Groups reflect on holiday

Members of a campus group talked about the flipside of the Columbus Day holiday.

Betsy Graca

In elementary school, many students are taught about Columbus’ heroic voyage to discover the Americas. Monday, student groups exposed the University to the flip-side of that story.

La Raza and the American Indian Student Cultural Center addressed students in front of Coffman Union about their opinions of the Columbus Day holiday.

“To us, celebrating Columbus Day is like going to Europe and celebrating Hitler day,” event co-organizer and AISCC Board member Marisa Carr said.

People are celebrating the discovery of America, when in reality people were here tens of thousands of years before 1492, she said.

It’s a celebration of 500 years of genocide, Carr said. Prior to Columbus, there were more than 200 million American Indians inhabiting North America, and by 1900 only 200,000 were left.

Azeta Garthune, La Raza board member and co-organizer, said she proposed the event to educate students who might not know the history of Columbus.

“It’s sad that people still believe the myths surrounding Columbus,” she said. “In reality, he ravaged the land and millions of people.”

Garthune said the point of the event was not to shame anyone, but to celebrate indigenous heritage instead of Columbus.

She said for a lot of Americans of European descent, it’s a celebration of the birth of their country, but it’s a very different day for indigenous peoples.

“I think growing up we’re taught Columbus was a great guy, and in high school we’re taught he’s horrible,” spectator Anna Holzbauer, nutrition sophomore, said. “If they want to educate us, that’s great.”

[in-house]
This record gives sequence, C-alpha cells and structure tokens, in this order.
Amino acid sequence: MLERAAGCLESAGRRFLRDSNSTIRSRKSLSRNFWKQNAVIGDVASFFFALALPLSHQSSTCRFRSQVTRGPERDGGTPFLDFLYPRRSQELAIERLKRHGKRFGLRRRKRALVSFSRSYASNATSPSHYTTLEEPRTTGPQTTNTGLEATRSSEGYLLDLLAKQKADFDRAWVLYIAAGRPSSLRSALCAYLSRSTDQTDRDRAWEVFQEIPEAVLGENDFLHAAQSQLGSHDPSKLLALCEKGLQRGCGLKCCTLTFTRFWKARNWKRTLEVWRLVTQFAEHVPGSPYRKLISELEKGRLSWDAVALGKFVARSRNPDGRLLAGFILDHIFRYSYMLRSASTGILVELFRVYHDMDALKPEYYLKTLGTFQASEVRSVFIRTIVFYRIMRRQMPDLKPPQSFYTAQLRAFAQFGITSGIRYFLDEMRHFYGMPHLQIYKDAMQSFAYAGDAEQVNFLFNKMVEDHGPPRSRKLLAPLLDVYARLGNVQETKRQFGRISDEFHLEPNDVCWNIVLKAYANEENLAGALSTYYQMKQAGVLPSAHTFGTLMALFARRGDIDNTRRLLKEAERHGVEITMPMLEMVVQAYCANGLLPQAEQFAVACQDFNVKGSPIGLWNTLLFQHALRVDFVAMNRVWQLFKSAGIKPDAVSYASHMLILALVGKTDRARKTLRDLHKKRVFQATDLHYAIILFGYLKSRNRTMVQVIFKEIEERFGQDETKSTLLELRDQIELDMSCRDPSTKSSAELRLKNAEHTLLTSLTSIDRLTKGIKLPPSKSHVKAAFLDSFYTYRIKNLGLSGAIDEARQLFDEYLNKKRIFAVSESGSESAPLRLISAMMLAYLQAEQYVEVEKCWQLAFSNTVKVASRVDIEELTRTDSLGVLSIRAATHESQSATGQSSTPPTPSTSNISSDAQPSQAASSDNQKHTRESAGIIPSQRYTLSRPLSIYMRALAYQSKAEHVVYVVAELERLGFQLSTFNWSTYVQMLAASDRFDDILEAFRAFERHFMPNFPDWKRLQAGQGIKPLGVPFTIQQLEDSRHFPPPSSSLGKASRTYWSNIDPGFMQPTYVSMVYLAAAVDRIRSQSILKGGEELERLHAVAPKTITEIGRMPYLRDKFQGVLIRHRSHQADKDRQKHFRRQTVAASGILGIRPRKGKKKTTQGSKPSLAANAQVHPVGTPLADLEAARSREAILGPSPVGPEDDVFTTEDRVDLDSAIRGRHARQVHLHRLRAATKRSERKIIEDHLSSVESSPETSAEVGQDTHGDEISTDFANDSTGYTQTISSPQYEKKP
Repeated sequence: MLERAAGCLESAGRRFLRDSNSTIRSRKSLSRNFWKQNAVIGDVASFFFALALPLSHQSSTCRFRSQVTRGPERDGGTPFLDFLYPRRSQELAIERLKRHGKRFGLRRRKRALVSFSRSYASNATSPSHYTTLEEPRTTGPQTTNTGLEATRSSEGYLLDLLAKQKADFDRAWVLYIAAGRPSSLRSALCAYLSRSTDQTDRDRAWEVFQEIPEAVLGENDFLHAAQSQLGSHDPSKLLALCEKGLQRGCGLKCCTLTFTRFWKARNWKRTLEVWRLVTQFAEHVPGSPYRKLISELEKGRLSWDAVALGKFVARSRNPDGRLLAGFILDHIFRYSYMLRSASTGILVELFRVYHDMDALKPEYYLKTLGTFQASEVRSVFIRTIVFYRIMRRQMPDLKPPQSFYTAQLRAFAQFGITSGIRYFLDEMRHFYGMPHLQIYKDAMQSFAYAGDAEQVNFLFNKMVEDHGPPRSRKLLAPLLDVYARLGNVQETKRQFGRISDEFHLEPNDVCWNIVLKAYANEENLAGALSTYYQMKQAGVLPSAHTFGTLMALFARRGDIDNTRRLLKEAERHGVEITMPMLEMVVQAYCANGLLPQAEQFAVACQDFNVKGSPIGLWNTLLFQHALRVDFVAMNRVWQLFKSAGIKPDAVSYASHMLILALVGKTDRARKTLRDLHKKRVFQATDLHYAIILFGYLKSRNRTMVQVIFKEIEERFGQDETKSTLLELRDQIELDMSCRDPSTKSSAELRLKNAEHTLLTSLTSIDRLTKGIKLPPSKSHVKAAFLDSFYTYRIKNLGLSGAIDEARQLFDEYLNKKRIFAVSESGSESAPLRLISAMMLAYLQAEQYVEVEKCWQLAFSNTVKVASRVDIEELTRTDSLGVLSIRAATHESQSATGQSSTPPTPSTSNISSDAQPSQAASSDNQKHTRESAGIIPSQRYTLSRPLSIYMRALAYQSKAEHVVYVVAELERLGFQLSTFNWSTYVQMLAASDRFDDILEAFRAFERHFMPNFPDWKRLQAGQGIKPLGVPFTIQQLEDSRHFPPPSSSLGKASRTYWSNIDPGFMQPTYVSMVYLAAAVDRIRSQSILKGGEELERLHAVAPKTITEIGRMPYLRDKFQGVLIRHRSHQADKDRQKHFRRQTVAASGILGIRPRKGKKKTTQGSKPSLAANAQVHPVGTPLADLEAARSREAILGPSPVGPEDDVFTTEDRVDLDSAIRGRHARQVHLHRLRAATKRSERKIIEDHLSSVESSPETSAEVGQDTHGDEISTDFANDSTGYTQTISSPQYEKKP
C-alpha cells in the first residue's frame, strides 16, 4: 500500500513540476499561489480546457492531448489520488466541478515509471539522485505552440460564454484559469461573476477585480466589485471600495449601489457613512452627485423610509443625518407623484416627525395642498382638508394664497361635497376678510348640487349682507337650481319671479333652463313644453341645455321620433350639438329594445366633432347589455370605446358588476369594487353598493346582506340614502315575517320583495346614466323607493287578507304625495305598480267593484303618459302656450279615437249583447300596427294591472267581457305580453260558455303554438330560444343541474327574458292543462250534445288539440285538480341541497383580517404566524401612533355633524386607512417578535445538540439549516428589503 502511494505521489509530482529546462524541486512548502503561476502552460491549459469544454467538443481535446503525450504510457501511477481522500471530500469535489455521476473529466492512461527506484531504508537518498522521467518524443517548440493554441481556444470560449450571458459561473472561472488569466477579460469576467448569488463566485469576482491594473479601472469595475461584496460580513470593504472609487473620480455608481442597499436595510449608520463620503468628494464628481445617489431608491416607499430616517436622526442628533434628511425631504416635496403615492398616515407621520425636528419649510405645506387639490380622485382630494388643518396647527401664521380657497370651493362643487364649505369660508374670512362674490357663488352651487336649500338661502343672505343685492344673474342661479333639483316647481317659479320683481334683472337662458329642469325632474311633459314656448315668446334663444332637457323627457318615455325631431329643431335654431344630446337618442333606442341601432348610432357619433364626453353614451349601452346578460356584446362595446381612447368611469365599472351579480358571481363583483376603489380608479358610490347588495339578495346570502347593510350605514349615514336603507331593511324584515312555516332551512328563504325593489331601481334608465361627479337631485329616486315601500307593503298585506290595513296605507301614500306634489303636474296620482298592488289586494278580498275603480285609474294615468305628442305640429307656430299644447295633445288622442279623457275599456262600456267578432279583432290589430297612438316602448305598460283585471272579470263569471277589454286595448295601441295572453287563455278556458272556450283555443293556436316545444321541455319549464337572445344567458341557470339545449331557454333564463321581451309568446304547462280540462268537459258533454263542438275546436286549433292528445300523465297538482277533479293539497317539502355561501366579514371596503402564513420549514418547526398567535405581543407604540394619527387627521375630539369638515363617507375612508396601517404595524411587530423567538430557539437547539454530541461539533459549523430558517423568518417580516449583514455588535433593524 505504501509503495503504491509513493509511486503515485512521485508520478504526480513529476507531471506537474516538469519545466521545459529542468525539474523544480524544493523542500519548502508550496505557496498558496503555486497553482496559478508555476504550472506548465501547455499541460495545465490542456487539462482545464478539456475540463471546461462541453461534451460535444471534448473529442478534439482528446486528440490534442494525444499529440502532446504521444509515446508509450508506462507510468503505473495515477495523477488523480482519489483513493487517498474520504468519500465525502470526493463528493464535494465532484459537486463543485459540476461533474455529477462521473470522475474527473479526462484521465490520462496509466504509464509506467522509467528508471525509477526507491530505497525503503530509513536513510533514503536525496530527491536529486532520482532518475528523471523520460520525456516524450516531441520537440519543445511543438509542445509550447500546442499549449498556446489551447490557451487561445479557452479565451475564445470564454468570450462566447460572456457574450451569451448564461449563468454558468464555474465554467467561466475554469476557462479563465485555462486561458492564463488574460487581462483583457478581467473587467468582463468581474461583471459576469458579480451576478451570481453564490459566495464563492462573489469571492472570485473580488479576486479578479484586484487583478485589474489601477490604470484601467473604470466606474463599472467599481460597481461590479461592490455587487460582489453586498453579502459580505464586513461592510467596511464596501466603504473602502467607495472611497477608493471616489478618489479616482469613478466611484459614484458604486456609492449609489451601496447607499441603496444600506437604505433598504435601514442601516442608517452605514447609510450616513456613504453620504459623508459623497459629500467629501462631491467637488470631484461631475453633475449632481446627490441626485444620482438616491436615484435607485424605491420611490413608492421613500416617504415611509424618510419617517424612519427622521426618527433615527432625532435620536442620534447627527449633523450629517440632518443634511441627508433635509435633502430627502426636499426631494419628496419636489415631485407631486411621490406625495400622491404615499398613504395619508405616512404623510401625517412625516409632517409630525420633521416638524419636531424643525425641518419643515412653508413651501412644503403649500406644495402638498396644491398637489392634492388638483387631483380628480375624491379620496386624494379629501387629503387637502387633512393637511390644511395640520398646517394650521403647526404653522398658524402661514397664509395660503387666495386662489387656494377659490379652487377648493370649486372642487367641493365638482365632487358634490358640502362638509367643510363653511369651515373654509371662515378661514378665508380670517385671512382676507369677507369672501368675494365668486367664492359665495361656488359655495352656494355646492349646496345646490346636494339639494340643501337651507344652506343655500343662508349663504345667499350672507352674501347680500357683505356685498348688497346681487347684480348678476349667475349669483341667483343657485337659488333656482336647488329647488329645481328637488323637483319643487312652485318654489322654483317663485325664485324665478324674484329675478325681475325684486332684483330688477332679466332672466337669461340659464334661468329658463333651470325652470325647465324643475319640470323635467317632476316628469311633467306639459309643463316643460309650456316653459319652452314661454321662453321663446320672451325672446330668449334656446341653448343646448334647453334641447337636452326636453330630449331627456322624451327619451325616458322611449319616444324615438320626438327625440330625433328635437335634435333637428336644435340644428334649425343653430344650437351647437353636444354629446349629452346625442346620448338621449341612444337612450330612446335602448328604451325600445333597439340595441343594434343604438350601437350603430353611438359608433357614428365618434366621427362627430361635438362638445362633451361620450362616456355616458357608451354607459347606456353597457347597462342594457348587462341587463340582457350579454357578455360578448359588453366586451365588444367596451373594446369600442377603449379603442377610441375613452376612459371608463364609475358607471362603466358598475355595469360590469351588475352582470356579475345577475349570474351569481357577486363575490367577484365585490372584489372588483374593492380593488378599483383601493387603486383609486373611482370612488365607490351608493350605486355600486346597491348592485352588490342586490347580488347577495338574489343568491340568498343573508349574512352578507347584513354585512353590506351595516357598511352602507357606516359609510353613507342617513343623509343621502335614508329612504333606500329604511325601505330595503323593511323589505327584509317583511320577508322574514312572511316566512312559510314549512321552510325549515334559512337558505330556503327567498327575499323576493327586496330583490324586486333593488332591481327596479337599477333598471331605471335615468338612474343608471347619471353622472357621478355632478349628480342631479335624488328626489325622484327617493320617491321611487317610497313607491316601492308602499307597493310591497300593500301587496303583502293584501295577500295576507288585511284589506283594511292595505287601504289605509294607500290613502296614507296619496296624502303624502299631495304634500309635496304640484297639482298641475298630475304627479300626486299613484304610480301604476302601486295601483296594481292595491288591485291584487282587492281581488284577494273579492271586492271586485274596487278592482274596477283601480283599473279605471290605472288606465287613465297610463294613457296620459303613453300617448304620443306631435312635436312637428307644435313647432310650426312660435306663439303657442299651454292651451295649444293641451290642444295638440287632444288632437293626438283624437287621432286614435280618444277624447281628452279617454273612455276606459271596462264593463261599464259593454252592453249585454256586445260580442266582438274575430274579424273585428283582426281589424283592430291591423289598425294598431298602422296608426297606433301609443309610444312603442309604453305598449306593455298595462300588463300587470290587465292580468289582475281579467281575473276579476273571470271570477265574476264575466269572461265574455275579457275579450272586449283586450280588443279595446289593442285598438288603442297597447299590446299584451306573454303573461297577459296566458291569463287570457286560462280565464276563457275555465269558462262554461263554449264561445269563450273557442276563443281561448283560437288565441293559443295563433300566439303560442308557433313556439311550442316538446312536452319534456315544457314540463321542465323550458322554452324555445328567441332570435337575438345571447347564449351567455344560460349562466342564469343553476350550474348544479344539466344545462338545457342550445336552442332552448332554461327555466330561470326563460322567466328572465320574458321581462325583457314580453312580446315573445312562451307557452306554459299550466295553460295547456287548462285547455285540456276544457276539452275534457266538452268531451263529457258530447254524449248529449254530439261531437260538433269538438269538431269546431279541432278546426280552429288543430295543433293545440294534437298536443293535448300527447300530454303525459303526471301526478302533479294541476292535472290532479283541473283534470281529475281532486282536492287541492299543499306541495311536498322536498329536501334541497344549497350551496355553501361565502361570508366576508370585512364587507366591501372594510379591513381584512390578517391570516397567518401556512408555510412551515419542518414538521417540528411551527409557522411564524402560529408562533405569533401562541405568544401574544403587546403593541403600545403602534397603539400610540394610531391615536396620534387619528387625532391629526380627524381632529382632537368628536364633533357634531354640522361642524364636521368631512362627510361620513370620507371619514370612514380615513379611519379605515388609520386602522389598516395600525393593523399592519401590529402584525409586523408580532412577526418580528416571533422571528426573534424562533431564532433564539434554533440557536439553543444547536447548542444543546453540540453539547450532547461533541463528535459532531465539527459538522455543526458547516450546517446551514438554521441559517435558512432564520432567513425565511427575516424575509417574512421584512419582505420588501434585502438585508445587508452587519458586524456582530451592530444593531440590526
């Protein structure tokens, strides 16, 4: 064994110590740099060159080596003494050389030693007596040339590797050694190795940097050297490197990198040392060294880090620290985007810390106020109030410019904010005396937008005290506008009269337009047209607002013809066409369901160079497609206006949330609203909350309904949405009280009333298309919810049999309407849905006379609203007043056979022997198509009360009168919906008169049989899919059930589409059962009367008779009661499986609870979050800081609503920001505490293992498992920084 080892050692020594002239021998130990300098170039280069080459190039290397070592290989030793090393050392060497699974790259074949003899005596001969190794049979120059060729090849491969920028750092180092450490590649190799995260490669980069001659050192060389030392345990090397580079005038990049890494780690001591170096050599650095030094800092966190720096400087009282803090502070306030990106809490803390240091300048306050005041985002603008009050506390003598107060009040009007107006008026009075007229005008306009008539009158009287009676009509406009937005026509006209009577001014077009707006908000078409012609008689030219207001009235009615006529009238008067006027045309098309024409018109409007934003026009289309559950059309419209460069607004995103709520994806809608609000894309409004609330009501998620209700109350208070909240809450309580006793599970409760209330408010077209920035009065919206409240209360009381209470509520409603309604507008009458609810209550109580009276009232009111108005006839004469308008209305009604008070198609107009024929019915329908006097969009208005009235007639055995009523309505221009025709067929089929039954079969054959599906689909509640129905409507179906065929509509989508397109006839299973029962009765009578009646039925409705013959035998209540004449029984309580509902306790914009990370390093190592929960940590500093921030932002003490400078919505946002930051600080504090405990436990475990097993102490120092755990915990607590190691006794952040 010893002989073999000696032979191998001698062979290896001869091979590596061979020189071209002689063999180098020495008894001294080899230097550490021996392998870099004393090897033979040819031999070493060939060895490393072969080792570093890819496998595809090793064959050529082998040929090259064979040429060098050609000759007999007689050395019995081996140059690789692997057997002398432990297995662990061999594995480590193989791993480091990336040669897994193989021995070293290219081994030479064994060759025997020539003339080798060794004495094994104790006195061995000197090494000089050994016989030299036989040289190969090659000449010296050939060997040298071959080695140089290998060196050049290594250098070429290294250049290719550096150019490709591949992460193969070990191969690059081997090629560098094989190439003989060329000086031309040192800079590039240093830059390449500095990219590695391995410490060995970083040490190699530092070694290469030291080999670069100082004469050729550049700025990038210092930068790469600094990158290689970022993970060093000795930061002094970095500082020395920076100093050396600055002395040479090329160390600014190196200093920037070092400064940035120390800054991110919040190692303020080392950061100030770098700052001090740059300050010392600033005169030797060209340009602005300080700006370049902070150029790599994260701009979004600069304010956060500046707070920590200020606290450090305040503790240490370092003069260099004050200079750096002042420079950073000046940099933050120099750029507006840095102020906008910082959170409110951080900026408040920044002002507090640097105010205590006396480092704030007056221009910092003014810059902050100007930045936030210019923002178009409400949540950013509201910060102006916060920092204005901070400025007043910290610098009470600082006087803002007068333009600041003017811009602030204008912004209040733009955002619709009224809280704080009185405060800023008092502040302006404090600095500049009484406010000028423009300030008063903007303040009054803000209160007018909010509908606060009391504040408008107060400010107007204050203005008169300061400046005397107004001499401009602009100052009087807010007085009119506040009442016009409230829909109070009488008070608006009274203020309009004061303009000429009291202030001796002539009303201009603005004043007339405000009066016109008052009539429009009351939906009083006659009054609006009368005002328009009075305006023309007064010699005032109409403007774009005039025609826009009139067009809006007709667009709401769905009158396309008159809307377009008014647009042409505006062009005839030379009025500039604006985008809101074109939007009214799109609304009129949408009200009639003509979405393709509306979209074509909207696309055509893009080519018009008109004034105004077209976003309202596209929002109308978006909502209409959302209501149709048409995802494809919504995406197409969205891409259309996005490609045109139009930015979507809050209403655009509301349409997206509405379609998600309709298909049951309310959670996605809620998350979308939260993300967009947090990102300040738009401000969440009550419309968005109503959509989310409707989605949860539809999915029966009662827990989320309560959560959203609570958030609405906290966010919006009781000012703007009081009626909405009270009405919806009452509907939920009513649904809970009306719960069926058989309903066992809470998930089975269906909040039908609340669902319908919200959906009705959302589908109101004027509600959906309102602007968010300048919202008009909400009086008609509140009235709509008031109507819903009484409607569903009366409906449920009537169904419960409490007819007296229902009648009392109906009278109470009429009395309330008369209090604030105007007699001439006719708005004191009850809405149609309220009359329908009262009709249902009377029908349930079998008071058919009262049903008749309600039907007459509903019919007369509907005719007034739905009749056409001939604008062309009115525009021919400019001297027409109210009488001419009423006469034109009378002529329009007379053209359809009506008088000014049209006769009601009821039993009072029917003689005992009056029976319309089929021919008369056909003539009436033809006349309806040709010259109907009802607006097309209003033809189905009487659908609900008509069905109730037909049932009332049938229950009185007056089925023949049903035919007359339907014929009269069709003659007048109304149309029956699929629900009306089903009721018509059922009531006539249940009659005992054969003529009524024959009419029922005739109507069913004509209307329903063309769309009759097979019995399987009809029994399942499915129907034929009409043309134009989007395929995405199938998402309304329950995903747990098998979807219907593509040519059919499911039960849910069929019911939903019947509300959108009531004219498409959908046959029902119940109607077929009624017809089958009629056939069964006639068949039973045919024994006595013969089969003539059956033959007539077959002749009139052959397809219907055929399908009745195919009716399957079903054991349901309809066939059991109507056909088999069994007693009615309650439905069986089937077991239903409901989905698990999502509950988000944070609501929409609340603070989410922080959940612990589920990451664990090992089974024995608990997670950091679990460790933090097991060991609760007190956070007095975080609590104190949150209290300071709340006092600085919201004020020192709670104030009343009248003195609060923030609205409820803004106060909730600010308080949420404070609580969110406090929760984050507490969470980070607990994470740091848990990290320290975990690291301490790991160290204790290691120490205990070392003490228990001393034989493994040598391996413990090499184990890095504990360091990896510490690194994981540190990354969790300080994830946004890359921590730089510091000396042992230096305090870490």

In addition, Garthune said she wanted to unify the indigenous people and also expose both traditional and modern cultures.

The event opened with a ceremony conducted by Dr. Sylvia Lemus-Sharma, an elder of the Mexica civilization.

Lemus-Sharma, whose spirit name is Mayahuel, meaning “one heart of human diversity,” led the ancestral tradition of using sacred smoke to “dust the spirit.”

Participants then acknowledged the four directions and above and below to honor Mother Earth, she said.

Jesus Estrada, board member and historian for La Raza, said he’s both proud and aware of his indigenous roots as a Chicano. “This event will bring to light our roots that are often overshadowed,” Estrada said.

He added that indigenous peoples still suffer from the devastation that took place years ago, and some Latinos aren’t aware of their history.

In closing, the event incorporated modern culture with a performance from local hip-hop group Los Nativos.

Garthune said she suggested Los Nativos because they would bring present-day culture to the event, and she wanted to address past, present and future cultures.

“Remember that even though Columbus got lost,” Carr said, “we’re still here.”